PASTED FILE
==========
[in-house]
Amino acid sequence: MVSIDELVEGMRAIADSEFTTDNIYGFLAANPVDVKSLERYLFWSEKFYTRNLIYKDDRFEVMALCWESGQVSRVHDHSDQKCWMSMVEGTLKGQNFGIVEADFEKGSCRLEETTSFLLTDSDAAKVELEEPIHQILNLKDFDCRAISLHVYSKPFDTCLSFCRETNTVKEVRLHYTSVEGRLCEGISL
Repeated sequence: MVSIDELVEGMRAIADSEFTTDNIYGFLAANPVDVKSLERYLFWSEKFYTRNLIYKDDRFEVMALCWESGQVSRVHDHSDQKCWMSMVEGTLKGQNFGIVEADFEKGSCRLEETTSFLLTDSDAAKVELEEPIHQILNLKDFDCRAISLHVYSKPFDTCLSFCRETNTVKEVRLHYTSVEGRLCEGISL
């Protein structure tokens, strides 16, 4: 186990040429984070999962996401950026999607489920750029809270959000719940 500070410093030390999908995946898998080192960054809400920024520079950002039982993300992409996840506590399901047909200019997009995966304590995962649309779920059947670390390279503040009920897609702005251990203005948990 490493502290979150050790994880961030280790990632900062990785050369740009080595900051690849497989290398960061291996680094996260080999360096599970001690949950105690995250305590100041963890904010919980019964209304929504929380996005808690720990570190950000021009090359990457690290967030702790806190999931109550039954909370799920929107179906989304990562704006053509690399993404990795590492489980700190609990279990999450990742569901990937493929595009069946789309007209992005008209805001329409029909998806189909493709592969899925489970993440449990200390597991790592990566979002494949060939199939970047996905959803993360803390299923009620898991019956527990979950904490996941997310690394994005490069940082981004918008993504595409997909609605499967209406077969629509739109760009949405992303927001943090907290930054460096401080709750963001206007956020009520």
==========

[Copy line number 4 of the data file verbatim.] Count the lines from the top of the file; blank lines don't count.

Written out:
């Protein structure tokens, strides 16, 4: 186990040429984070999962996401950026999607489920750029809270959000719940 500070410093030390999908995946898998080192960054809400920024520079950002039982993300992409996840506590399901047909200019997009995966304590995962649309779920059947670390390279503040009920897609702005251990203005948990 490493502290979150050790994880961030280790990632900062990785050369740009080595900051690849497989290398960061291996680094996260080999360096599970001690949950105690995250305590100041963890904010919980019964209304929504929380996005808690720990570190950000021009090359990457690290967030702790806190999931109550039954909370799920929107179906989304990562704006053509690399993404990795590492489980700190609990279990999450990742569901990937493929595009069946789309007209992005008209805001329409029909998806189909493709592969899925489970993440449990200390597991790592990566979002494949060939199939970047996905959803993360803390299923009620898991019956527990979950904490996941997310690394994005490069940082981004918008993504595409997909609605499967209406077969629509739109760009949405992303927001943090907290930054460096401080709750963001206007956020009520």